The Questions Every Entrepreneur Must Answer

6813 WordsJun 10, 201128 Pages
> • , what are my goals} Do I have the right strategy^ Can I execute the strategy I The Questions Every Entrepreneur by Amar Bhide Of the hundreds of thousands of husiness ventures that entrepreneurs launch every year, many never get off the ground. Others fizzle after spectacular rocket starts. A six-year-old condiment company has attracted loyal custoiners but has achieved less than $500,000 in sales. The company 's gross margitis can 't cover its overhead or provide adequate incomes for the founder and the family members who participate in the business. Additional growth will require a huge capital infusion, but investors and potential buyers aren 't keen on srnall, rnarginally profitable ventures, and the family has…show more content…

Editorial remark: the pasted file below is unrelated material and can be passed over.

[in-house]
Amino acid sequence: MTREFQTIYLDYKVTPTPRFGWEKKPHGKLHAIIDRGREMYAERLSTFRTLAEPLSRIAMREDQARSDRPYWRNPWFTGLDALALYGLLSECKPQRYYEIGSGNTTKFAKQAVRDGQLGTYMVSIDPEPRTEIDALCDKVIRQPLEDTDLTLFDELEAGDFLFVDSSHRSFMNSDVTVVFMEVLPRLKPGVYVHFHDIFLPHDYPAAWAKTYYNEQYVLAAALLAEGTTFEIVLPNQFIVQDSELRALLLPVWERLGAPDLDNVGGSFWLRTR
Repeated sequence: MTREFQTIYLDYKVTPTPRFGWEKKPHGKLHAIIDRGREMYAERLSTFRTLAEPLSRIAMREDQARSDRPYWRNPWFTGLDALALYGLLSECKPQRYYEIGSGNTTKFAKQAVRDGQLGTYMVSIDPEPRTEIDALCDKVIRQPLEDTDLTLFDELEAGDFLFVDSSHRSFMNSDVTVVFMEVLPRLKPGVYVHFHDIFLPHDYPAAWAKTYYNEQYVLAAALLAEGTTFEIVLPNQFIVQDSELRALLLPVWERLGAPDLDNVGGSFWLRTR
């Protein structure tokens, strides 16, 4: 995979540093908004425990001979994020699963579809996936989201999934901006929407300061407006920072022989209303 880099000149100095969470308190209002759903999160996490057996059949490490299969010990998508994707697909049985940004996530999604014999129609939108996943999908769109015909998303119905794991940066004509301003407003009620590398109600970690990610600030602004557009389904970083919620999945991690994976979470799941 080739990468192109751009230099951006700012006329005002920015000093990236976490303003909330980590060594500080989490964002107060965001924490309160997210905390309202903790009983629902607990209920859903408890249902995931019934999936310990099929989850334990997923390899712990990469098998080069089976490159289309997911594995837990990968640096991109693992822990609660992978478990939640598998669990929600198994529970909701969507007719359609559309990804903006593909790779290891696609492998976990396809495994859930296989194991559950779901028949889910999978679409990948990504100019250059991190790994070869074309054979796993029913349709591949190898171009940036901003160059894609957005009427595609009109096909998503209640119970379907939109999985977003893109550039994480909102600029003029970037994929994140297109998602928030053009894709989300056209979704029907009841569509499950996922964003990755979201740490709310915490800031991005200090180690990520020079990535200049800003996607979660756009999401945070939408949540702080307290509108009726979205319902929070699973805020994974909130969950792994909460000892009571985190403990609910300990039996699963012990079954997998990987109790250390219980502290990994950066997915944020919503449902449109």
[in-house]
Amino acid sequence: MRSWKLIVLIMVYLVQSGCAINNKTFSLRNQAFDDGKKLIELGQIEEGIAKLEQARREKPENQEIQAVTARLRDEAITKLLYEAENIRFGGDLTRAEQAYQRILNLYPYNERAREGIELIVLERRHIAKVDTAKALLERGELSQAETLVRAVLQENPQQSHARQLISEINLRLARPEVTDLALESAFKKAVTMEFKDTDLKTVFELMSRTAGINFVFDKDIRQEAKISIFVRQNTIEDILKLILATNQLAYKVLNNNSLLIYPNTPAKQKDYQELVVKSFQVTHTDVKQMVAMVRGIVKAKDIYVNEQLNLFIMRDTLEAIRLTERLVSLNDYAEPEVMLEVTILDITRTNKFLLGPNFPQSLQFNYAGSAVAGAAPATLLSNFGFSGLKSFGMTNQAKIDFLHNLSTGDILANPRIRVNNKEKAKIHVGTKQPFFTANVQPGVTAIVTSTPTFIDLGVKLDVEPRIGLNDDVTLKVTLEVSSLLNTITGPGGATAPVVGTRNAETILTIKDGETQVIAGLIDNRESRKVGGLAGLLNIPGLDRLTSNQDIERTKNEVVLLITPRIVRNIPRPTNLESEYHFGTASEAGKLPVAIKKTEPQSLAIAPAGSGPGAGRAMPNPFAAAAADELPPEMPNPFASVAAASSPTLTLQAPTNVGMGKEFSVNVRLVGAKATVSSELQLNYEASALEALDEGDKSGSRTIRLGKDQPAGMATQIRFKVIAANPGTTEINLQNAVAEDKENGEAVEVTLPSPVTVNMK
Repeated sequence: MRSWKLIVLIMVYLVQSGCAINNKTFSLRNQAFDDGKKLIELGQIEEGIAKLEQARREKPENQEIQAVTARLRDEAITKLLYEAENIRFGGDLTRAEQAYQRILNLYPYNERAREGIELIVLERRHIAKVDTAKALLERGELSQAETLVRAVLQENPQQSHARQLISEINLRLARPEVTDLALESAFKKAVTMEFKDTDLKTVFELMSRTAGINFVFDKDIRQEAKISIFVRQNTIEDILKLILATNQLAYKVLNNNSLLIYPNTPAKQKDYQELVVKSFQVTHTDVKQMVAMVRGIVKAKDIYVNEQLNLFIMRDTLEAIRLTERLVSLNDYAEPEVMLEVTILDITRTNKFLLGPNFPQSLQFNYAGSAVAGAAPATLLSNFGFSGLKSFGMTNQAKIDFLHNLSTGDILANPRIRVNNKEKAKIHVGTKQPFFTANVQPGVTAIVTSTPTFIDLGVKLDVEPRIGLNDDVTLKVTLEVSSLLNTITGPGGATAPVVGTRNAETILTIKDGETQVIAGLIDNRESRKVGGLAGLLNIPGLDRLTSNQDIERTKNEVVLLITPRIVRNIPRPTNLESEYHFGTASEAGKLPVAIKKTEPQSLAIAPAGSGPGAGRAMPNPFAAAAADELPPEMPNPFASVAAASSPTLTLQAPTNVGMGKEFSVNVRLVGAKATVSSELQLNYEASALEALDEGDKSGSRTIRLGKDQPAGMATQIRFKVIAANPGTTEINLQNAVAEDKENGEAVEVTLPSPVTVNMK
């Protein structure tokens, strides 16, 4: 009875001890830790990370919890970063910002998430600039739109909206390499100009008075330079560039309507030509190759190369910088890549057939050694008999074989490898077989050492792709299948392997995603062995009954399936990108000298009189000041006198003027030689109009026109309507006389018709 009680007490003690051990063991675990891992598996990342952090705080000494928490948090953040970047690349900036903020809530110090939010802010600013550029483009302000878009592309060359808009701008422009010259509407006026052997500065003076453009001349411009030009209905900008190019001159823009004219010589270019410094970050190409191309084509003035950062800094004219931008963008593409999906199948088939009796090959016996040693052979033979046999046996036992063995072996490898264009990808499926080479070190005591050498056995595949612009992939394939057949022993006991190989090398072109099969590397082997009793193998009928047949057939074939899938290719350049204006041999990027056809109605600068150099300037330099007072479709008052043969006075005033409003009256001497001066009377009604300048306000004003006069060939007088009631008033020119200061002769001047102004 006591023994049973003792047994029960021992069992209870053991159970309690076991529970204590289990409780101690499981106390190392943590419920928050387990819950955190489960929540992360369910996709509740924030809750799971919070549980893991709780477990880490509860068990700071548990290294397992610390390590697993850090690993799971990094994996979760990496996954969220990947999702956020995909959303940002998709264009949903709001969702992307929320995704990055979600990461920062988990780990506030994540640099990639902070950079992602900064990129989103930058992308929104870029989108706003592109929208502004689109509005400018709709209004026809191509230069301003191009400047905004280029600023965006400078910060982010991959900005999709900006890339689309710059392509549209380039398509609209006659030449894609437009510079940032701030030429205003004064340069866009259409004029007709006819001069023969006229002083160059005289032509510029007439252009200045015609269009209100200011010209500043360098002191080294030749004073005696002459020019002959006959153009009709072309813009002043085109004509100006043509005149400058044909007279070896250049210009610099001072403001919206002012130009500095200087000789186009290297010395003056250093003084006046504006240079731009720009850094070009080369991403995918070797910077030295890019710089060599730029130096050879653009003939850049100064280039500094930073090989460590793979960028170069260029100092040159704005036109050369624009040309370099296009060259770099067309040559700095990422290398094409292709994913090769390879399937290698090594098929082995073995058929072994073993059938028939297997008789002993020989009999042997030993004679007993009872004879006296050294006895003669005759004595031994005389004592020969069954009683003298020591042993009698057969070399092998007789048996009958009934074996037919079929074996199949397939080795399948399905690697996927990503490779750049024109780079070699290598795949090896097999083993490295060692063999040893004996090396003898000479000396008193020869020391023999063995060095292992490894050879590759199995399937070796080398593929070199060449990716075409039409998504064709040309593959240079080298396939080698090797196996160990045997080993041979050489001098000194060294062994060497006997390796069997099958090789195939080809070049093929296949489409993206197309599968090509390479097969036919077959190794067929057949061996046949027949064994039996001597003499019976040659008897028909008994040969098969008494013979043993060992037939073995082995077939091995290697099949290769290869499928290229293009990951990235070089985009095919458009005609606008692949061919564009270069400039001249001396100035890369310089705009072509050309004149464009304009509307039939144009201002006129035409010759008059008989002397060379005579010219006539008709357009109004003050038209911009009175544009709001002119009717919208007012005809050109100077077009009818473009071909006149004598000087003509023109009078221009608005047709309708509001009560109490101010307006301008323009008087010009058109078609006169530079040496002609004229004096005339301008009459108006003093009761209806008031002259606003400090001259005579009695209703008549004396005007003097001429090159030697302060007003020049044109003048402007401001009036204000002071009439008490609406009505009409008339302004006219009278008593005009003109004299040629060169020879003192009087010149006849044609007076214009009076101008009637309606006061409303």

Instead, it helps entrepreneurs pose useful questions, identify itnportant issues, and evaluate solutions. The framework applies whether the enterprise is a stnall printing shop trying to stay in husiness or a catalog retailer seeking hundreds of milliotis of dollars in sales. And it works at almost any point in a venture 's evolution. Entrepreneurs should use the framework to evaluAmai Bhide is an associate professor at the Harvard Business School in Boston, Massachusetts, where he leaches entiepreneurship. He has published two other HBR articles on entrepreneurship: "Bootstrap Finance: The Art of Start-ups" (Novemher-Deeemher 1992} and "How Entrepreneurs Craft Strategies That Work" (March-April 1994). 121 QUESTIONS FOR ENTREPRENEURS ate their companies ' position and trajectory often not just when problems appear. The framework consists of a three-step sequence of questions. The first step clarifies entrepreneurs ' current goals, the second evaluates their strategies for attaining those goals, and the third helps them assess their capacity to execute their strategies. The hierarchical organization of the questions requires entrepreneurs to confront the basic, big-picture issues hefore they think about refinements and details. (See the exhibit "An Entrepreneur 's Guide to the Big Issues.") This approach does not assume that all companies-or all entrepreneurs - develop in the same way, so it does not
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